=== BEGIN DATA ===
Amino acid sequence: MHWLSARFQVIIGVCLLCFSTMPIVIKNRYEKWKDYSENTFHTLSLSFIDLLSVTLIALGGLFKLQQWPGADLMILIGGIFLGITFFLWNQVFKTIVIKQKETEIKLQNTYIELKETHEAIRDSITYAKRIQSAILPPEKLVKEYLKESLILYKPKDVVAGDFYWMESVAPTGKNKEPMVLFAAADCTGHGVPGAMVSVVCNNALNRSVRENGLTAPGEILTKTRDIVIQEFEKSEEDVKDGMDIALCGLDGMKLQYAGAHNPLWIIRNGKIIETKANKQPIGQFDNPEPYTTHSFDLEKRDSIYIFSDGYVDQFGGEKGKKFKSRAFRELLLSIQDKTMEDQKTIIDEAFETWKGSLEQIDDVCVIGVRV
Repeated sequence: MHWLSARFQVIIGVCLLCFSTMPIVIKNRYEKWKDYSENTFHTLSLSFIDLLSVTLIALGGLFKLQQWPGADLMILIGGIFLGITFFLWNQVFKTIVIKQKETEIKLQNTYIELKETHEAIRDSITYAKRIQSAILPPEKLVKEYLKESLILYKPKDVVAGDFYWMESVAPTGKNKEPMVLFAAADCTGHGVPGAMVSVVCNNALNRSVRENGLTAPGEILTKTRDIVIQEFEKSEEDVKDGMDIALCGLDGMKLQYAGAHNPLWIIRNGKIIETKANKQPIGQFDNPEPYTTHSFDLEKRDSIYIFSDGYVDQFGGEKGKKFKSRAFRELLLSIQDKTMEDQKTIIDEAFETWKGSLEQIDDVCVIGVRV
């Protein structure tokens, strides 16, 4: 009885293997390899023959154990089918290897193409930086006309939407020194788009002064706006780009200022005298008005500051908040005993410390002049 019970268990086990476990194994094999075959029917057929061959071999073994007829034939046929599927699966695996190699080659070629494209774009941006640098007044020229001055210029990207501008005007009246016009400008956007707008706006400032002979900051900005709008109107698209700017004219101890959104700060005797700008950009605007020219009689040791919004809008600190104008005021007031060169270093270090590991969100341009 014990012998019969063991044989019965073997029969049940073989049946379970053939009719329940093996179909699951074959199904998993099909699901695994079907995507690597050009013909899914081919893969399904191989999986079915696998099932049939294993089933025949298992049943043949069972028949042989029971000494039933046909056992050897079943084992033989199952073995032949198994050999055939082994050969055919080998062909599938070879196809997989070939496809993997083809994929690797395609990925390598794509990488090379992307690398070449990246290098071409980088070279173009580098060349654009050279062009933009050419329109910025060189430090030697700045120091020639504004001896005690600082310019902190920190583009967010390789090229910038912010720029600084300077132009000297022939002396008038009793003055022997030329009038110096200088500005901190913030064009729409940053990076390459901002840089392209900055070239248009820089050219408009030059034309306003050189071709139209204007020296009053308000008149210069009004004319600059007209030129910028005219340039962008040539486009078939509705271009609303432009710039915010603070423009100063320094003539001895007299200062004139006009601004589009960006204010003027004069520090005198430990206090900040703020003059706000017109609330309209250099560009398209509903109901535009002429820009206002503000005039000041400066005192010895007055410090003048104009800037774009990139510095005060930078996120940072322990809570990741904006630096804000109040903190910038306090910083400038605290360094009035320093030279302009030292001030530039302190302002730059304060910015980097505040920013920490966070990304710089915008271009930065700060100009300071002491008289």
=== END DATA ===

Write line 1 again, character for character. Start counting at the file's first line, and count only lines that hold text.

Amino acid sequence: MHWLSARFQVIIGVCLLCFSTMPIVIKNRYEKWKDYSENTFHTLSLSFIDLLSVTLIALGGLFKLQQWPGADLMILIGGIFLGITFFLWNQVFKTIVIKQKETEIKLQNTYIELKETHEAIRDSITYAKRIQSAILPPEKLVKEYLKESLILYKPKDVVAGDFYWMESVAPTGKNKEPMVLFAAADCTGHGVPGAMVSVVCNNALNRSVRENGLTAPGEILTKTRDIVIQEFEKSEEDVKDGMDIALCGLDGMKLQYAGAHNPLWIIRNGKIIETKANKQPIGQFDNPEPYTTHSFDLEKRDSIYIFSDGYVDQFGGEKGKKFKSRAFRELLLSIQDKTMEDQKTIIDEAFETWKGSLEQIDDVCVIGVRV